#10
I use ETTR when I shoot landscapes most of the time. And I average 5 to 15 minutes on PP on each photo max.
 

thoongeng

Senior Member
Jan 26, 2010
1,279
20
38
#11
I read the expose to the right (but watch out not to blow out the highlight) method will generate lesser noise in recovering the shadow area.
Seems good but i have to get used to seeing most of the OOC jpg file on the slightĺy over (bright) expose result.
Agree with the seniors on their opinions on ETTR. Whether the result looks over or underexposed really depends on the difference in brightness of the brightest and darkest areas (dynamic range) of the scene. In a high contrast scene, the OOC jpg will look underexposed (eg shooting against the sun showing a lot of foreground), in low contrast situation it will look overexposed (eg foggy scene).
 

CamInit

New Member
Nov 3, 2009
756
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#12
Usually I will consider ETTR when using tripod (it's already slow so doesn't matter spending another moment to maximize DR) by observing the histogram shifts. Of course one might suggest you could increase DR by bracketing but more effort in pp.

Holy grail timelapse ETTR is a must for me.

Handheld usually rely on the camera metering unless the scene is tricky, then I just bracket. Again, all depending on situation and required outcome.

As to the amount of pp required, pushing/pulling sliders in LR doesn't take a lot of time/effort unless you are talking about doing it for hundreds of photos. Again, depends on individual's taste and tolerance. Some don't mind sitting for hours tweaking. I can't stand doing it for too long.
:)
 

Aug 17, 2005
407
0
16
Northern Singapore
#13
When shooting with ETTR in mind, i'll try to push the histogram as far right as possible without blowing the highlight. The OOC jpg will look over exposure. I'm still learning.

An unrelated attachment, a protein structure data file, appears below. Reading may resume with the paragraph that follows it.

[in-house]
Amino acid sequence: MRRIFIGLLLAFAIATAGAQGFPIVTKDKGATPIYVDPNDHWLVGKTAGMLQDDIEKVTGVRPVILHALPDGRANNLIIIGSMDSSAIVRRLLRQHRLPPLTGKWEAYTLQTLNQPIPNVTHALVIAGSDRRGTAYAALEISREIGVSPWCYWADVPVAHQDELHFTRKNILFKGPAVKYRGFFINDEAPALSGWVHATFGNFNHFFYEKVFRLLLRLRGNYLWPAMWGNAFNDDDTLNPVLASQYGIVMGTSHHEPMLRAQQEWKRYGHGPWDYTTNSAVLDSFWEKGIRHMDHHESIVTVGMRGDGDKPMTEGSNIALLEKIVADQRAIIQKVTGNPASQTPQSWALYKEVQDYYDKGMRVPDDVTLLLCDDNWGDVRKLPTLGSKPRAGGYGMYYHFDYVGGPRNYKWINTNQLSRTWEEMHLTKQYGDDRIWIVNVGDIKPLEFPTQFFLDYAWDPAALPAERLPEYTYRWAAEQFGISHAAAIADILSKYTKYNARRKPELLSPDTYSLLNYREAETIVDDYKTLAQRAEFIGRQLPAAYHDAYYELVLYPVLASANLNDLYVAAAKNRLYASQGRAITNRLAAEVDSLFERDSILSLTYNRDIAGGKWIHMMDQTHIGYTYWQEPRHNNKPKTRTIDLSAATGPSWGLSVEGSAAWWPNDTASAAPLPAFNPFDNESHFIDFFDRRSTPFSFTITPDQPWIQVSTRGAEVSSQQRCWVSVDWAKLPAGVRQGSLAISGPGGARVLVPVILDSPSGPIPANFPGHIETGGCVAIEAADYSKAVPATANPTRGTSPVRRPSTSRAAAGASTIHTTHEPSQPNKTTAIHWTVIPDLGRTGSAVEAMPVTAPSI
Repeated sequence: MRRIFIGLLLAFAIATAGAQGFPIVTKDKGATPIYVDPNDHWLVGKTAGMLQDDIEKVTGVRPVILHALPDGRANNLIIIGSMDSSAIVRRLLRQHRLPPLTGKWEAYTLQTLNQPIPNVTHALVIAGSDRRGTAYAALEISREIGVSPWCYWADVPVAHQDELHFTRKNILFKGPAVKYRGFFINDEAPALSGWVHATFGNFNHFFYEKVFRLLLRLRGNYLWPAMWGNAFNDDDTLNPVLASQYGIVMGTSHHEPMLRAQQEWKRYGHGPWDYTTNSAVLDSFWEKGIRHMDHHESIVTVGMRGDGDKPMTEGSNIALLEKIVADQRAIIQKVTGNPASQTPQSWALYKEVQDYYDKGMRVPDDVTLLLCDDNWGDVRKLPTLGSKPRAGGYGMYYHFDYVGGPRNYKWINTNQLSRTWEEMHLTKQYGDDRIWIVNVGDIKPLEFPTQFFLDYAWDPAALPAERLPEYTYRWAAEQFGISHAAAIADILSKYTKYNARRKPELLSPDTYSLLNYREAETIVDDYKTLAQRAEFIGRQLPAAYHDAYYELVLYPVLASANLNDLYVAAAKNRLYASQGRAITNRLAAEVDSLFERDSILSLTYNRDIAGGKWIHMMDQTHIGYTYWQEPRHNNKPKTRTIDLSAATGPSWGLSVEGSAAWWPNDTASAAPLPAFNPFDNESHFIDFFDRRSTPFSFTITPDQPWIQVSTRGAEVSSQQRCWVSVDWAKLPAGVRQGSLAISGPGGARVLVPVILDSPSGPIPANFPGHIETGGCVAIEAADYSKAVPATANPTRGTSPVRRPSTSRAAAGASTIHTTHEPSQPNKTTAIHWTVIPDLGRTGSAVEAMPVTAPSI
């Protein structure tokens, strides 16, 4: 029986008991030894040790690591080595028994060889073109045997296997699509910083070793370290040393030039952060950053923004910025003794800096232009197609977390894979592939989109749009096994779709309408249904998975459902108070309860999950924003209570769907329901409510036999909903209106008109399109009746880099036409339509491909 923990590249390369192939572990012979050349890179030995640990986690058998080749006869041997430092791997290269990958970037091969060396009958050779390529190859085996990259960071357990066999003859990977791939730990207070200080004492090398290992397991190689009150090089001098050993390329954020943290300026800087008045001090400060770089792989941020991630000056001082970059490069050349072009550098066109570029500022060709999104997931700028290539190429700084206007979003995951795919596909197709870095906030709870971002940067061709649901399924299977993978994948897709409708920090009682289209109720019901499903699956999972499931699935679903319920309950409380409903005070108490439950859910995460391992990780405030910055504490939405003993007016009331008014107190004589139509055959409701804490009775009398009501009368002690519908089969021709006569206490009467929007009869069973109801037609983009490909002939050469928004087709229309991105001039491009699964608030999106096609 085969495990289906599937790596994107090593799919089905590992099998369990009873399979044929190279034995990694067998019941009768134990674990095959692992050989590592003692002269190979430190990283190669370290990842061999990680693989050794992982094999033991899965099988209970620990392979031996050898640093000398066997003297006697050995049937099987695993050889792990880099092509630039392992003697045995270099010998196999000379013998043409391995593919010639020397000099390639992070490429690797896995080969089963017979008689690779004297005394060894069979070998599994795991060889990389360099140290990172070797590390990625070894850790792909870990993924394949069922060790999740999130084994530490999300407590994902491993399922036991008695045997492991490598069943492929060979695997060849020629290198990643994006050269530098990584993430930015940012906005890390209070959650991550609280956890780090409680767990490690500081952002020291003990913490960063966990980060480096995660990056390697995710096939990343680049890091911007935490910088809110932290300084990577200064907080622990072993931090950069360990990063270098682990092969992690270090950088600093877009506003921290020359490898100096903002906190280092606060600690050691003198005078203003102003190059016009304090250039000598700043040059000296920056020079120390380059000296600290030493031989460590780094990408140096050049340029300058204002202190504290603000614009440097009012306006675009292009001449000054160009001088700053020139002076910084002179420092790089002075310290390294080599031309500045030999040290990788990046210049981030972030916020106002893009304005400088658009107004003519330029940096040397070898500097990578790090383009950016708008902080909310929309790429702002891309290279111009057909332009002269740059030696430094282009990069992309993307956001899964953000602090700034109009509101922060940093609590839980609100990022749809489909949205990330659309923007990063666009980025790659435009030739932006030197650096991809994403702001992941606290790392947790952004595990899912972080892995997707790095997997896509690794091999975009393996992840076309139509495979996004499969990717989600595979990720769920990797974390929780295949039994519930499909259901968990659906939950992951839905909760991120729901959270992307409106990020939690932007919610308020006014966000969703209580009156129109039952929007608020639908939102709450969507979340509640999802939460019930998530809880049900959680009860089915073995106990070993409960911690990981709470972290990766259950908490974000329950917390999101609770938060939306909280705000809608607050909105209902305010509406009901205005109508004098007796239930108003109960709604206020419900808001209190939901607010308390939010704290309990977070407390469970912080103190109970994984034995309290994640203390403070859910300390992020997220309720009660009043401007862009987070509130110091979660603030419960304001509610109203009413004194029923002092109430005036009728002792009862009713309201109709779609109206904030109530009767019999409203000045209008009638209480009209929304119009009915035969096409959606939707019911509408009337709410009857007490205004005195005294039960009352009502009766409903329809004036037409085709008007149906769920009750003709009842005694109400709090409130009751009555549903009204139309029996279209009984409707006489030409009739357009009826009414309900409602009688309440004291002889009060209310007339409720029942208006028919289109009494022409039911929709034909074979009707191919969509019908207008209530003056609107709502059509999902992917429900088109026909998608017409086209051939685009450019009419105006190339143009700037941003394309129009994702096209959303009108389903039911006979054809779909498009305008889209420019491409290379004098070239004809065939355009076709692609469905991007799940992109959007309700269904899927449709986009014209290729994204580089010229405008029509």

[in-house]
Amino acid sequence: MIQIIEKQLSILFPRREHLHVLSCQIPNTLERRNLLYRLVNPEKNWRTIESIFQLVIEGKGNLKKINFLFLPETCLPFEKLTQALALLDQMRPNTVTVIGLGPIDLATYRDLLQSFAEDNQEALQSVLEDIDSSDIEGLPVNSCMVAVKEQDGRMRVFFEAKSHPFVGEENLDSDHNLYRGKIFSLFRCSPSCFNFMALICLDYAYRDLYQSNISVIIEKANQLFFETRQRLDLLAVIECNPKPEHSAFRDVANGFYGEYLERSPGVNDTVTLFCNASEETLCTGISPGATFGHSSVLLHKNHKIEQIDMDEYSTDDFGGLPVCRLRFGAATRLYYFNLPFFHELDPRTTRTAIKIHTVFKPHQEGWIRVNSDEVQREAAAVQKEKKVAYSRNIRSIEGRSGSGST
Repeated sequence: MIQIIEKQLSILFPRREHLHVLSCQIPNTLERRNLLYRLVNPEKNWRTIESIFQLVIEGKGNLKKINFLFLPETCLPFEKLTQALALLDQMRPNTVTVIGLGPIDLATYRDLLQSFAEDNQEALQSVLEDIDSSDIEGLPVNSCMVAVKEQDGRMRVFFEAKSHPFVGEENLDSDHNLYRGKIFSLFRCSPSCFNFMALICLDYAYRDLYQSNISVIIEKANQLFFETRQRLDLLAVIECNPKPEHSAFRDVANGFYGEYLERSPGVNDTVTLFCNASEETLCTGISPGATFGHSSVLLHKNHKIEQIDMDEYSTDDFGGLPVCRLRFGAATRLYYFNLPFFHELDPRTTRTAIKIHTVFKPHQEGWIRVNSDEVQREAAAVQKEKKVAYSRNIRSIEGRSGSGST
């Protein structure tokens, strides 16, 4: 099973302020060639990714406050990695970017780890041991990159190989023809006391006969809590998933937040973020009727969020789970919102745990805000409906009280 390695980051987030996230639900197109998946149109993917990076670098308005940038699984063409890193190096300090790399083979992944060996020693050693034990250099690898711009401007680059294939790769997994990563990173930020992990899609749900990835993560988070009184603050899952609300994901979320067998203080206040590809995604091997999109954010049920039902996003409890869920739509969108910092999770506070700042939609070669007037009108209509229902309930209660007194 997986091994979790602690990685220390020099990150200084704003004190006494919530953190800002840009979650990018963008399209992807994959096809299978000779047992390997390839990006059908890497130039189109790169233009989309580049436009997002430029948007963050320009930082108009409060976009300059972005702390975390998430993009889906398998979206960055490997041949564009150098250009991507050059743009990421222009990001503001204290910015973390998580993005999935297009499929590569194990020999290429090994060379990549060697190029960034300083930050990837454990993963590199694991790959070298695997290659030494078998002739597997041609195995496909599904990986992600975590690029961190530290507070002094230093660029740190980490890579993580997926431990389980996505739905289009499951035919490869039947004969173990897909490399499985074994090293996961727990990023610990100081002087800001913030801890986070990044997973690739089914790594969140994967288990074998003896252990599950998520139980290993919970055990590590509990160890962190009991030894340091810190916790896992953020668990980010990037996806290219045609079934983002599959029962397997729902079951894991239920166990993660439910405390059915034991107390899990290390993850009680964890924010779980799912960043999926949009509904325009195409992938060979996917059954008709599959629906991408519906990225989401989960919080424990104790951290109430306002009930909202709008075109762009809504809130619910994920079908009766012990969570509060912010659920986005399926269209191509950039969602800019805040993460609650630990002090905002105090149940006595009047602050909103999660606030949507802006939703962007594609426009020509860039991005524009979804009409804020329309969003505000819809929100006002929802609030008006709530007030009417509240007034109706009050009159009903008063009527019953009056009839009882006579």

daredevil123

Moderator
Staff member
Oct 25, 2005
21,662
69
48
lil red dot
#14
When shooting with ETTR in mind, i'll try to push the histogram as far right as possible without blowing the highlight. The OOC jpg will look over exposure. I'm still learning.
Yes that is supposed to be the way. Understanding that ooc jpg will look overexposed, but shoot with your entire workflow in mind.
 

catchlights

Moderator
Staff member
Sep 27, 2004
21,903
46
48
Punggol, Singapore
www.foto-u.com
#15
When shooting with ETTR in mind, i'll try to push the histogram as far right as possible without blowing the highlight. The OOC jpg will look over exposure. I'm still learning.
in case you missed it.

photographers suppose to study the scene, determine how would he want to record it, and than decide how he should set the exposure.

so exposure to the right is only when he knows he able to get the best out of it. not use everything exposure to the right.

if a photographer find it is too complicated, or no time to for that, can just use P mode or fully auto mode if the camera do have this feature. Noting wrong with that.
Or he can do some experiments, so he knows what works and what doesn't.
the worst thing a photographer can do himself is don't know what he is doing and just follow other people blindly.


So what is your question?
If you want your photos look good straight out of camera, than just exposure for that.

and if you only shoot in raw and post process everything, that just exposure for the best results.

after all, only the end result matters.
 

Oct 12, 2004
462
5
18
#17
ETTR is just a method to optimize data.
So exposing to the right doesn't involve blowing highlights in important areas cos that wouldn't be optimizing your data. But you can however choose to let the highlight blow in what you deem unimportant areas such as specular highlights.
By implication the image usually won't look like your final outcome because you're exposing in a way only to ensure data is best captured. You'll need to do something with that data afterwards.
Even with modern sensors that have very good shadow recovery, ETTR will still improve the shadow area as you are literally letting more light land on your sensor during exposure thereby increasing the signal to noise (SNR).
You also get better tonal gradation since there are more bits of data in the highlight areas compared to the shadows.

But bear in mind it is about optimizing data. If ETTR means having to compromises your shutter speed selection and/or aperture as to adversely affect the image, then it is contrary to utilizing the technique in the first place.
Hence it is often done in more controlled situations such as landscapes on a tripod. I would also avoid it if you're capturing something or a moment that can't be repeated if you muck up the exposure.
 

Aug 17, 2005
407
0
16
Northern Singapore
#18
Yes, i agreed. I should not think too much about the ETTR when it comes to shooting a decisive moment.